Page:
- Around 17 million people in the EU, UK have recevied the shot: AstraZeneca
- In India, Serum Institute is making AstraZenaca-Oxford vaccine
- Blood clots can occur naturally: Expert
London: The vaccines produced by Oxford University in collaboration with AstraZeneca to protect against COVID-19 are safe and there is no evidence to suggest that the jabs are the cause behind blood clots as reported in some European countries, the British-Swedish pharmaceutical major and the UK’s medicines regulator have said. The interventions come as the Netherlands became the latest country to suspend the use of the Oxford/AstraZeneca vaccine, which also has a tie-up with the Serum Institute of India, after some reports of blood clotting.
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It follows the Republic of Ireland, Bulgaria, Denmark, Norway and Iceland all pausing the administration of the vaccines as a precautionary measure after concerns raised around thrombotic events or clots.
Around 17 million people in the EU and UK have now received our vaccine, and the number of cases of blood clots reported in this group is lower than the hundreds of cases that would be expected among the general population. The nature of the pandemic has led to increased attention in individual cases and we are going beyond the standard practices for safety monitoring of licensed medicines in reporting vaccine events, to ensure public safety, said Ann Taylor, Chief Medical Officer at AstraZeneca.
The company said that safety is of “paramount importance” and the company is continually monitoring the safety of its vaccine.
A careful review of all available safety data of more than 17 million people vaccinated in the European Union (EU) and the UK with COVID-19 Vaccine AstraZeneca has shown no evidence of an increased risk of pulmonary embolism, deep vein thrombosis (DVT) or thrombocytopenia, in any defined age group, gender, batch or in any particular country, it said.
So far across the EU and UK, there have been 15 events of DVT and 22 events of pulmonary embolism reported among those given the vaccine, based on the number of cases the company has received as of March 8.
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This, it is said, is much lower than would be expected to occur naturally in a general population of this size and is similar across other licensed COVID-19 vaccines. The stance has also been backed up by the World Health Organisation (WHO) and the UK’s Medicines and Healthcare products Regulatory Agency (MHRA), with people being urged to carry on receiving their jabs.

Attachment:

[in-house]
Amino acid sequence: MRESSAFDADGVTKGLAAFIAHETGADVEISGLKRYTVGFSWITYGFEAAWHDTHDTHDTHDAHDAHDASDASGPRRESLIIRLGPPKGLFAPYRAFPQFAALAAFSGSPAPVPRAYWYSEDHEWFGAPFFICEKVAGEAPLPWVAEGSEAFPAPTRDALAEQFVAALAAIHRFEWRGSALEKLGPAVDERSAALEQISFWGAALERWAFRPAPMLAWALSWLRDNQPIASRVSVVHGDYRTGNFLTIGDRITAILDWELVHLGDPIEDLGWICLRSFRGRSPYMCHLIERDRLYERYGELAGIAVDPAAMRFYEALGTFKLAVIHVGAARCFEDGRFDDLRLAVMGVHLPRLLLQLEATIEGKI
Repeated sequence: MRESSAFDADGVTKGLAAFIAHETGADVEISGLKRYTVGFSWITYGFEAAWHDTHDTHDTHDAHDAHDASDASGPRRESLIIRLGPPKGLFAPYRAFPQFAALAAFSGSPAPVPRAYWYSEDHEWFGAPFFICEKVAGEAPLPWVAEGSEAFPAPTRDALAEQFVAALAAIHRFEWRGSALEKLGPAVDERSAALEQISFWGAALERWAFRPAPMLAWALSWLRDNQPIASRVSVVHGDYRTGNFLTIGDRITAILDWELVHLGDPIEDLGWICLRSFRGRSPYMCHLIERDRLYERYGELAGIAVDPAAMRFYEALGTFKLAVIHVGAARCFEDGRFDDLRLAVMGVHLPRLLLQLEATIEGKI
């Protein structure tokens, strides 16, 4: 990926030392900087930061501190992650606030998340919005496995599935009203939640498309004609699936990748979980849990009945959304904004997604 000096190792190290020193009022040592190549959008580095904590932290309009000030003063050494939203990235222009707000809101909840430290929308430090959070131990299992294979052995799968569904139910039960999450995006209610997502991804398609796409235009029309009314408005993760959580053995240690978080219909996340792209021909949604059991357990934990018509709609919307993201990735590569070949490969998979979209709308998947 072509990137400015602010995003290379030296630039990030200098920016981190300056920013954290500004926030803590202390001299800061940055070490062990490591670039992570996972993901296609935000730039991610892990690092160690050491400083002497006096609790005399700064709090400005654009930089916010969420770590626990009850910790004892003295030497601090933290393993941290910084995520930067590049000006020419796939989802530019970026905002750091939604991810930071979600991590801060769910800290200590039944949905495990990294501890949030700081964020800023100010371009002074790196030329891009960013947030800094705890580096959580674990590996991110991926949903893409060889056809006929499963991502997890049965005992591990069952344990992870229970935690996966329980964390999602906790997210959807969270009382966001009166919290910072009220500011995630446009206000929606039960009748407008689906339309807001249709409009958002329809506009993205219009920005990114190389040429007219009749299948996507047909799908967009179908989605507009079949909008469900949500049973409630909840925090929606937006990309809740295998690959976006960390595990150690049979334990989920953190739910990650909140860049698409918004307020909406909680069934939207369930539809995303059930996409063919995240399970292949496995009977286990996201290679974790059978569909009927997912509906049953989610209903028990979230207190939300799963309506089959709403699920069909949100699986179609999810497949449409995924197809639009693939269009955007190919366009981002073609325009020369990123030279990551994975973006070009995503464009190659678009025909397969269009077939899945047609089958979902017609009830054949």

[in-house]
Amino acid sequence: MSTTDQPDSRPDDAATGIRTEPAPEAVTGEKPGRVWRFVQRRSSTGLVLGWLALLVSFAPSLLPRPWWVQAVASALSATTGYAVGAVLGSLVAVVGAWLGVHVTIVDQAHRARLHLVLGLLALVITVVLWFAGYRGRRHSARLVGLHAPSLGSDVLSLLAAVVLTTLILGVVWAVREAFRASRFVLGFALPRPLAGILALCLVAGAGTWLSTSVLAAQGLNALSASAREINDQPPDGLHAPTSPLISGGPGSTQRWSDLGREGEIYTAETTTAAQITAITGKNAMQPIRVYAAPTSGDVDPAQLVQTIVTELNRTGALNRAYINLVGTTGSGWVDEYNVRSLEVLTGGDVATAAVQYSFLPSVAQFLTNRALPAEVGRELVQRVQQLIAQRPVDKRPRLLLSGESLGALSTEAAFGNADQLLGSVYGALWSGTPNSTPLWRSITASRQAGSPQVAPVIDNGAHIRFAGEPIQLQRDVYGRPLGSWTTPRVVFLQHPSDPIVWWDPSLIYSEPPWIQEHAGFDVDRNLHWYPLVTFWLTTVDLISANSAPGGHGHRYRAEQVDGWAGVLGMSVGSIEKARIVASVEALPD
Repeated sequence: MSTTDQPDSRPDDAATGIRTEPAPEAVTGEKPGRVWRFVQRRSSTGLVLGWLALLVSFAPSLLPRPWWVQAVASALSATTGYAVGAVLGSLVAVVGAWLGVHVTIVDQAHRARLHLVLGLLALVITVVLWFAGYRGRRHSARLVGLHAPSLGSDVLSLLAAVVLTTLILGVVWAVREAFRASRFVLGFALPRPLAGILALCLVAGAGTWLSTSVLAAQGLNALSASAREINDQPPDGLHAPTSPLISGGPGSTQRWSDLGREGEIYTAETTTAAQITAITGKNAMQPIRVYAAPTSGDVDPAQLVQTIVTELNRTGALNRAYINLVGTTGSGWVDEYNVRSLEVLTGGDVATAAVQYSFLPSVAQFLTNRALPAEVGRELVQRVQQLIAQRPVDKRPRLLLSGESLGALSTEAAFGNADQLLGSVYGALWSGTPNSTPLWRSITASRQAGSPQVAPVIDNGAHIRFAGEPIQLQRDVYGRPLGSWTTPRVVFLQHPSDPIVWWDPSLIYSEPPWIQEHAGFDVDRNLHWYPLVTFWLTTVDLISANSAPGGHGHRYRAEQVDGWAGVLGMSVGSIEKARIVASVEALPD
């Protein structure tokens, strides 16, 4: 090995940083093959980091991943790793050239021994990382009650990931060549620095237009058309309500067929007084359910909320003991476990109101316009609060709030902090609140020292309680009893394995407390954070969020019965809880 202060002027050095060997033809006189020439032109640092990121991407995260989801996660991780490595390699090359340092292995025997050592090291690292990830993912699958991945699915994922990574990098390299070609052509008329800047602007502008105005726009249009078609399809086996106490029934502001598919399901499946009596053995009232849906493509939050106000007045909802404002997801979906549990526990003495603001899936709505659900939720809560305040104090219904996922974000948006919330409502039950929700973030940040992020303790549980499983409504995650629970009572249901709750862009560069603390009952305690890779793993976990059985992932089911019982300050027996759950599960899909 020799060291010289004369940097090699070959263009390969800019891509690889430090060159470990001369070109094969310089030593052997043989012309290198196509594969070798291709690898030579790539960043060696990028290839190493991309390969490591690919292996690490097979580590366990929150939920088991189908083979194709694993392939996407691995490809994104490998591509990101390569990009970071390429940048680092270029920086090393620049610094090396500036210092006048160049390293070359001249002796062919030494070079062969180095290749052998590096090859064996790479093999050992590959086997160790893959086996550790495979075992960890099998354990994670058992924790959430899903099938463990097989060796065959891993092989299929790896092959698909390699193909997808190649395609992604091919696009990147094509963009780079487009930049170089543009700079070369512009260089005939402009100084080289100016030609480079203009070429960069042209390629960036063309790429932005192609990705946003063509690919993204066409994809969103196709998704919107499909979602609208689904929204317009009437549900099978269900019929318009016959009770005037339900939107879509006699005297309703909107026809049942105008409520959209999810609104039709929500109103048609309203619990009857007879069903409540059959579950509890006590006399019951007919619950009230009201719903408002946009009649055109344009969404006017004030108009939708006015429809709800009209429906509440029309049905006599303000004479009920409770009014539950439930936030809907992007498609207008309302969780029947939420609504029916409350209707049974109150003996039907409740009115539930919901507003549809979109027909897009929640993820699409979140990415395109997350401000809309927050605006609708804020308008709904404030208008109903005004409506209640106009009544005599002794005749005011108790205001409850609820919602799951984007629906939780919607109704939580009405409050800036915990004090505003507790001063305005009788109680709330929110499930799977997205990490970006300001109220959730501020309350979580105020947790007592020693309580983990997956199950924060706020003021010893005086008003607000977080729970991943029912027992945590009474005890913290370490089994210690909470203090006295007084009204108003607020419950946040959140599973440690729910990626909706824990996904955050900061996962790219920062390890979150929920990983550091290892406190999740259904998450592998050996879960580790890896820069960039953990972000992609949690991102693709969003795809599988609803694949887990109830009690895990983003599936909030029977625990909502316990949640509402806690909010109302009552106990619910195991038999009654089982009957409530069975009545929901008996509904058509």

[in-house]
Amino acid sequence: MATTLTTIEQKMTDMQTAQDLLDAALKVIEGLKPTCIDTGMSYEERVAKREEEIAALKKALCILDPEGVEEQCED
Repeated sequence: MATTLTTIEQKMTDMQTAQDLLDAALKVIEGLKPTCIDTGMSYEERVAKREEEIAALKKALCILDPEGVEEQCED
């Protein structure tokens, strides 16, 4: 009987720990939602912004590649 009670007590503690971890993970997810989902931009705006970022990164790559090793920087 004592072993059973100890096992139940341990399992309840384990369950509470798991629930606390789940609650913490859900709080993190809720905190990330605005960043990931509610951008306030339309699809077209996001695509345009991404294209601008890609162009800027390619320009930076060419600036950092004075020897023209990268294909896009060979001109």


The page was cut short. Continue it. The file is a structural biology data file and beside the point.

We are closely reviewing reports but given the large number of doses administered, and the frequency at which blood clots can occur naturally, the evidence available does not suggest the vaccine is the cause. People should still go and get their COVID-19 vaccine when asked to do so, said Dr Phil Bryan, MHRA Vaccines Safety Lead.
He explained that blood clots can occur naturally and are not uncommon and that the reports of blood clots received so far are not greater than the number that would have occurred naturally in the vaccinated population.
The safety of the public will always come first. We are keeping this issue under close review but available evidence does not confirm that the vaccine is the cause, he added.
More than 24 million people in the UK have now received the first dose of either the Pfizer/BioNTech or the Oxford/AstraZeneca vaccines currently being offered in age-wise cohorts by the National Health Service (NHS). All adults over-56 and those in vulnerable medical categories are being encouraged to book their jabs to protect against the deadly virus.
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(Except for the headline, this story has not been edited by NDTV staff and is published from a syndicated feed.)
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